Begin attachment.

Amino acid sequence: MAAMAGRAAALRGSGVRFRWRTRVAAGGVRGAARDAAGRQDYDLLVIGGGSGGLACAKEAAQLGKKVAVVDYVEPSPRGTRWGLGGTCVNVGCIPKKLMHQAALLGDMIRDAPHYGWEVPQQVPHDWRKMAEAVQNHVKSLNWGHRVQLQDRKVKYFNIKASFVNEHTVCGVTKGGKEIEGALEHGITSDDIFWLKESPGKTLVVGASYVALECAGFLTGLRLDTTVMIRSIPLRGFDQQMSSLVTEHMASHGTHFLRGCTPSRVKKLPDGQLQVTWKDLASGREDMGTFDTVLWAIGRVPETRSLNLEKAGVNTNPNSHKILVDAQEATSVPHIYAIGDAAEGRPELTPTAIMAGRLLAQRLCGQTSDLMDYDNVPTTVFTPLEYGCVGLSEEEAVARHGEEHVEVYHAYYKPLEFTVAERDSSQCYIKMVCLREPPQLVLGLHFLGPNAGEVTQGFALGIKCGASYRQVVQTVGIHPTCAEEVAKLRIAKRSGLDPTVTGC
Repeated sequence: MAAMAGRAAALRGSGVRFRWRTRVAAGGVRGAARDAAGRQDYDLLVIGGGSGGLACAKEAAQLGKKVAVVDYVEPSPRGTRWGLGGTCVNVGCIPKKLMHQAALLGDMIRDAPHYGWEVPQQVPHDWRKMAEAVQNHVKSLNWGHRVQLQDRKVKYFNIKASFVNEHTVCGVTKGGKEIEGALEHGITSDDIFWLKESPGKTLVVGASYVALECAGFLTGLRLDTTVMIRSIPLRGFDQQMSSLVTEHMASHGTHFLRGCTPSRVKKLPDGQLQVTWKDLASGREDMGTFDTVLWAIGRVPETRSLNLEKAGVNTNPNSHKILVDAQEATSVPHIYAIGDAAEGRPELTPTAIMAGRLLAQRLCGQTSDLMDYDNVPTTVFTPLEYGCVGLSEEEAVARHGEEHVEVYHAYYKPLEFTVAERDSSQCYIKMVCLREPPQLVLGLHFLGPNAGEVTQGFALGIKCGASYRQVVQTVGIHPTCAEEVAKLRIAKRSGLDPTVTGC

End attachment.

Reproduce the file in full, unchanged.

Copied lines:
Amino acid sequence: MAAMAGRAAALRGSGVRFRWRTRVAAGGVRGAARDAAGRQDYDLLVIGGGSGGLACAKEAAQLGKKVAVVDYVEPSPRGTRWGLGGTCVNVGCIPKKLMHQAALLGDMIRDAPHYGWEVPQQVPHDWRKMAEAVQNHVKSLNWGHRVQLQDRKVKYFNIKASFVNEHTVCGVTKGGKEIEGALEHGITSDDIFWLKESPGKTLVVGASYVALECAGFLTGLRLDTTVMIRSIPLRGFDQQMSSLVTEHMASHGTHFLRGCTPSRVKKLPDGQLQVTWKDLASGREDMGTFDTVLWAIGRVPETRSLNLEKAGVNTNPNSHKILVDAQEATSVPHIYAIGDAAEGRPELTPTAIMAGRLLAQRLCGQTSDLMDYDNVPTTVFTPLEYGCVGLSEEEAVARHGEEHVEVYHAYYKPLEFTVAERDSSQCYIKMVCLREPPQLVLGLHFLGPNAGEVTQGFALGIKCGASYRQVVQTVGIHPTCAEEVAKLRIAKRSGLDPTVTGC
Repeated sequence: MAAMAGRAAALRGSGVRFRWRTRVAAGGVRGAARDAAGRQDYDLLVIGGGSGGLACAKEAAQLGKKVAVVDYVEPSPRGTRWGLGGTCVNVGCIPKKLMHQAALLGDMIRDAPHYGWEVPQQVPHDWRKMAEAVQNHVKSLNWGHRVQLQDRKVKYFNIKASFVNEHTVCGVTKGGKEIEGALEHGITSDDIFWLKESPGKTLVVGASYVALECAGFLTGLRLDTTVMIRSIPLRGFDQQMSSLVTEHMASHGTHFLRGCTPSRVKKLPDGQLQVTWKDLASGREDMGTFDTVLWAIGRVPETRSLNLEKAGVNTNPNSHKILVDAQEATSVPHIYAIGDAAEGRPELTPTAIMAGRLLAQRLCGQTSDLMDYDNVPTTVFTPLEYGCVGLSEEEAVARHGEEHVEVYHAYYKPLEFTVAERDSSQCYIKMVCLREPPQLVLGLHFLGPNAGEVTQGFALGIKCGASYRQVVQTVGIHPTCAEEVAKLRIAKRSGLDPTVTGC